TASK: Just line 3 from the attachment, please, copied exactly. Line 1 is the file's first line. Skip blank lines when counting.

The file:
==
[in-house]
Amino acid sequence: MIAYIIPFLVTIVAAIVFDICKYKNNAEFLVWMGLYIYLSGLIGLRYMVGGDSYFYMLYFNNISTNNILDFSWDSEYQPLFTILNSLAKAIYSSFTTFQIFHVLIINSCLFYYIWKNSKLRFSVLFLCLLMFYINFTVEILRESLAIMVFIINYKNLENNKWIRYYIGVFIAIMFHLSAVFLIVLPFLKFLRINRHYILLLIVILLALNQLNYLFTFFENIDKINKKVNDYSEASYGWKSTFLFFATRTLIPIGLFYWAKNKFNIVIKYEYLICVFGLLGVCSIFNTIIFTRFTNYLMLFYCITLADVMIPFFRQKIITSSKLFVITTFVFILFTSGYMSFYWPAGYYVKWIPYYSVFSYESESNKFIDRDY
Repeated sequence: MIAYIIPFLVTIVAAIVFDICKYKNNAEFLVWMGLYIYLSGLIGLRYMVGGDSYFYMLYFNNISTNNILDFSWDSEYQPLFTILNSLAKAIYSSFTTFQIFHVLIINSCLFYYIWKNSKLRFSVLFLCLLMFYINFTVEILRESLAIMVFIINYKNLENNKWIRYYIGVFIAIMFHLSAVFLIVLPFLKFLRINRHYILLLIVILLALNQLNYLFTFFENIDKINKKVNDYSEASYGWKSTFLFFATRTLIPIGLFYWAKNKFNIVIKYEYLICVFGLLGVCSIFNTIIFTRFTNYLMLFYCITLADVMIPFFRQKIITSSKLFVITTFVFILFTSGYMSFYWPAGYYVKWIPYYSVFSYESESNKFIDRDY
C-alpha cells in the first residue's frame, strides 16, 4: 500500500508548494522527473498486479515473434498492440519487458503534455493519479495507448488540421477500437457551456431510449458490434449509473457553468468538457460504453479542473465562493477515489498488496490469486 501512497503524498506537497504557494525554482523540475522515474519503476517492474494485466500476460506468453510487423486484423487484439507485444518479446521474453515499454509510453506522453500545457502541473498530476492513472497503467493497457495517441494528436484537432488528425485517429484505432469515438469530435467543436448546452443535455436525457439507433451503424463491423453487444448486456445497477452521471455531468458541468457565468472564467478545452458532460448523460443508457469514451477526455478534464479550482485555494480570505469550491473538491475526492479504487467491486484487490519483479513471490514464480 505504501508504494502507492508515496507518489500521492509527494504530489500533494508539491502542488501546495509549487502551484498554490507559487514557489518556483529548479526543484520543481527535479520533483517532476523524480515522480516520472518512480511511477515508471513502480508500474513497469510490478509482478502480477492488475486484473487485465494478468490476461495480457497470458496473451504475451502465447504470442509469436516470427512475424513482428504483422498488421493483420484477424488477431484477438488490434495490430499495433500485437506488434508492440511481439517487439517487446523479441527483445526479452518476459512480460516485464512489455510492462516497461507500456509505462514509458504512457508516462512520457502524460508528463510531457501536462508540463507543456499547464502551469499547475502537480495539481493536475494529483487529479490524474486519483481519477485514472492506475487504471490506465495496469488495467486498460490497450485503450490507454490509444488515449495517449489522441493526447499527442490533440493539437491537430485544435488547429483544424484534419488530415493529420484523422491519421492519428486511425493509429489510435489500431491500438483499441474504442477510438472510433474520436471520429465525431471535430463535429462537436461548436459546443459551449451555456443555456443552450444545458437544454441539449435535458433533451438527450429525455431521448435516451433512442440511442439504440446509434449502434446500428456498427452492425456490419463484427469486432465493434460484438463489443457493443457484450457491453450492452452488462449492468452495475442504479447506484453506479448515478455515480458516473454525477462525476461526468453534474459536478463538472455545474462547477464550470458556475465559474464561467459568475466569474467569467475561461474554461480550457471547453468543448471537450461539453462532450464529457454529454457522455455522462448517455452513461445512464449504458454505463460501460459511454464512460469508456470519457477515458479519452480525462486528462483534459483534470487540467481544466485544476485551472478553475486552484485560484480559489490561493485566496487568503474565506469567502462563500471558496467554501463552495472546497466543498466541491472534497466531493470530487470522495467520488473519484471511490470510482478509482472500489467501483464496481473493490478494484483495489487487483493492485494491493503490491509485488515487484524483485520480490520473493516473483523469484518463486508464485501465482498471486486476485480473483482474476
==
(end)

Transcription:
Repeated sequence: MIAYIIPFLVTIVAAIVFDICKYKNNAEFLVWMGLYIYLSGLIGLRYMVGGDSYFYMLYFNNISTNNILDFSWDSEYQPLFTILNSLAKAIYSSFTTFQIFHVLIINSCLFYYIWKNSKLRFSVLFLCLLMFYINFTVEILRESLAIMVFIINYKNLENNKWIRYYIGVFIAIMFHLSAVFLIVLPFLKFLRINRHYILLLIVILLALNQLNYLFTFFENIDKINKKVNDYSEASYGWKSTFLFFATRTLIPIGLFYWAKNKFNIVIKYEYLICVFGLLGVCSIFNTIIFTRFTNYLMLFYCITLADVMIPFFRQKIITSSKLFVITTFVFILFTSGYMSFYWPAGYYVKWIPYYSVFSYESESNKFIDRDY